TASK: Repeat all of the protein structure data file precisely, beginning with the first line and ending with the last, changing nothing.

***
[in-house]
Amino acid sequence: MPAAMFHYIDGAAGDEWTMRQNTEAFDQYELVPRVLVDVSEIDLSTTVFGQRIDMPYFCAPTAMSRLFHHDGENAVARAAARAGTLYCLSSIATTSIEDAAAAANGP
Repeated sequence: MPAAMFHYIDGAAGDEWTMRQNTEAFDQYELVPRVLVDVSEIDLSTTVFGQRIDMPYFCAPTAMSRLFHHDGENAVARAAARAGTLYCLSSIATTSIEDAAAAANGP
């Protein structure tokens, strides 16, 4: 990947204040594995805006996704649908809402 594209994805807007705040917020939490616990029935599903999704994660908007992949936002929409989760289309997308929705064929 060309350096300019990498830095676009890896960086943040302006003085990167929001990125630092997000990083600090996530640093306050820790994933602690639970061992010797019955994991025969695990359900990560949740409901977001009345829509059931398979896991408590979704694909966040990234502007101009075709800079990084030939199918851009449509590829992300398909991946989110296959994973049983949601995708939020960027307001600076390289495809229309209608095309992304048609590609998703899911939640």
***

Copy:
[in-house]
Amino acid sequence: MPAAMFHYIDGAAGDEWTMRQNTEAFDQYELVPRVLVDVSEIDLSTTVFGQRIDMPYFCAPTAMSRLFHHDGENAVARAAARAGTLYCLSSIATTSIEDAAAAANGP
Repeated sequence: MPAAMFHYIDGAAGDEWTMRQNTEAFDQYELVPRVLVDVSEIDLSTTVFGQRIDMPYFCAPTAMSRLFHHDGENAVARAAARAGTLYCLSSIATTSIEDAAAAANGP
């Protein structure tokens, strides 16, 4: 990947204040594995805006996704649908809402 594209994805807007705040917020939490616990029935599903999704994660908007992949936002929409989760289309997308929705064929 060309350096300019990498830095676009890896960086943040302006003085990167929001990125630092997000990083600090996530640093306050820790994933602690639970061992010797019955994991025969695990359900990560949740409901977001009345829509059931398979896991408590979704694909966040990234502007101009075709800079990084030939199918851009449509590829992300398909991946989110296959994973049983949601995708939020960027307001600076390289495809229309209608095309992304048609590609998703899911939640």